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What are developers doing to bring us all back together in meatspace?

What are developers doing to bring us all back together in meatspace?

This past Monday, Apple released a commercial depicting what initially appears to be a disaffected teenager ignoring his whole family on a holiday get-together as he stares and thumb-pecks at his iPhone the whole time. In the end, it turned out he was actually shooting footage of his family as a Christmas gift. He edits the footage into a home movie, screencasts it to the living room TV via AirPlay, and the whole family has a Tiny Tim moment as they watch themselves interacting onscreen. Even Grandma is crying tears of joy.

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Lumus DK-40 takes on Glass with true AR

Lumus DK-40 takes on Glass with true AR

Transparent display specialist and military head-up screen supplier Lumus is wading into the wearable computing market, revealing a new developer kit that, unlike Google's Glass, offers full augmented reality support. Set to debut at CES 2014 next month, the Lumus DK-40 monocular dev kit may look ostensibly like Glass at first glance, but where Google's headset has a small display-block suspended in the corner, the entire right lens of the Lumus wearable is in fact a 640 x 480 display. That means developers building apps for the Android-powered headset can overlay graphics directly on top of the real-world view, rather than simply sliding in separate notifications as Glass does.

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Google Calico details emerge: Immortality, Obamacare, and millions of dollars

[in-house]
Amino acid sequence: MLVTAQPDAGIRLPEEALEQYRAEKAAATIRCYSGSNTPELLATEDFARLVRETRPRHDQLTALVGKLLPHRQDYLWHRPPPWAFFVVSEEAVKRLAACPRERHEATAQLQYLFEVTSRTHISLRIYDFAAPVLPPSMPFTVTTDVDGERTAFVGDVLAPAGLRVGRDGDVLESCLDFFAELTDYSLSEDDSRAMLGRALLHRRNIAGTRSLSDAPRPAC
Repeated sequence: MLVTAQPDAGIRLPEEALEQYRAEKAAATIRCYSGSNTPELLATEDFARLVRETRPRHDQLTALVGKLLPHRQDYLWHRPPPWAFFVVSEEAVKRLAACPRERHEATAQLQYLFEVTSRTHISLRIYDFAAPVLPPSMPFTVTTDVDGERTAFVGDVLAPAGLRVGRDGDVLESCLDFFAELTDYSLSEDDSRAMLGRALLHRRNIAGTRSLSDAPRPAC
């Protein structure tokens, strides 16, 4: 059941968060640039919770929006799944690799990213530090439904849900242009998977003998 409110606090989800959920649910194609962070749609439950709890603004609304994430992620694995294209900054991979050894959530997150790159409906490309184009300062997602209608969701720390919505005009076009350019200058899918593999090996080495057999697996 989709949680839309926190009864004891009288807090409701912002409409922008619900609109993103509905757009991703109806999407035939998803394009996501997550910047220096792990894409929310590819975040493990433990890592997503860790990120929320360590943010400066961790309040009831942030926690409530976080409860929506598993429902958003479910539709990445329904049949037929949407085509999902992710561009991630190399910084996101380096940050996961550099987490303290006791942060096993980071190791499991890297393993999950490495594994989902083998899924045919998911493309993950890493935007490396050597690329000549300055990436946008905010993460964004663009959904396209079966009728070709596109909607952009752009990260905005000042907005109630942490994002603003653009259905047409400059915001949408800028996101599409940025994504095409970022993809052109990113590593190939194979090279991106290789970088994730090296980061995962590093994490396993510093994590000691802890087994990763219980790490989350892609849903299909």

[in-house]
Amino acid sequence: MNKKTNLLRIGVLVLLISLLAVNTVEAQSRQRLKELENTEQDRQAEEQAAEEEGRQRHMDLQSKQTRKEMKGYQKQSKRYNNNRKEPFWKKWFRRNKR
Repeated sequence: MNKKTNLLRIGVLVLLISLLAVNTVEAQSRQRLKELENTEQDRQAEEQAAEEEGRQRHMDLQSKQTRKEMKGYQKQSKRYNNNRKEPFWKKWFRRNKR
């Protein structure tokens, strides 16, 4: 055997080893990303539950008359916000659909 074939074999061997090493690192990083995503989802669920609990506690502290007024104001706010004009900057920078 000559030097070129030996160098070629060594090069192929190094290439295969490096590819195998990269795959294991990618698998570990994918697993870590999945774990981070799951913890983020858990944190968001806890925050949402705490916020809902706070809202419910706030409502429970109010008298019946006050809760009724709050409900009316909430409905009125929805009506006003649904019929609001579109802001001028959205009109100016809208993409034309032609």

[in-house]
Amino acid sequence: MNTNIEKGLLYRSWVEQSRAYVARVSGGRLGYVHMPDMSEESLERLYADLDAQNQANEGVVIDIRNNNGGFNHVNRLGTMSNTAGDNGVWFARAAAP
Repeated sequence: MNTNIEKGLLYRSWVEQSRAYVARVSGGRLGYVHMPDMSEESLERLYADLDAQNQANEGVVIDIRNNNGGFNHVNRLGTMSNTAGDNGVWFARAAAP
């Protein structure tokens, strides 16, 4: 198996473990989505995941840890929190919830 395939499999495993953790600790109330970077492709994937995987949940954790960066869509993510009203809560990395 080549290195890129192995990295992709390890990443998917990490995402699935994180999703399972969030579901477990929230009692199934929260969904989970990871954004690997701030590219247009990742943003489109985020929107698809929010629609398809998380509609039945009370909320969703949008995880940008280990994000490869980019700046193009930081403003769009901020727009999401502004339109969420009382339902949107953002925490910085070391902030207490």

Google Calico details emerge: Immortality, Obamacare, and millions of dollars

Google didn't spill much on Calico, the Google Ventures founded biotech company that made headlines last month by taking on human mortality and challenging aging, but that hasn't stopped new tidbits about the well-financed health startup from leaking out. Described as the brainchild of Google Ventures' managing partner Bill Maris, Calico's pitch to investors was to investigate the genetic causes of aging, Fortune reports, rather than targeting individual diseases like cancer.

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Omate TrueSmart smartwatch answers the super-tiny keyboard question

Omate TrueSmart smartwatch answers the super-tiny keyboard question

While the masses decide whether or not they'll be slapping a smartwatch on their wrist this upcoming wearable computers season, the team behind Omate TrueSmart are hard at work on the details. This week SlashGear presents an extended interview with Omate's own Nick N.M. Yap, one of three of the company's founders and major supporter of the TrueSmart smartwatch. Today we're having a peek at a key question - how does one handle an on-screen keyboard with a display that's just 1.54-inches in size?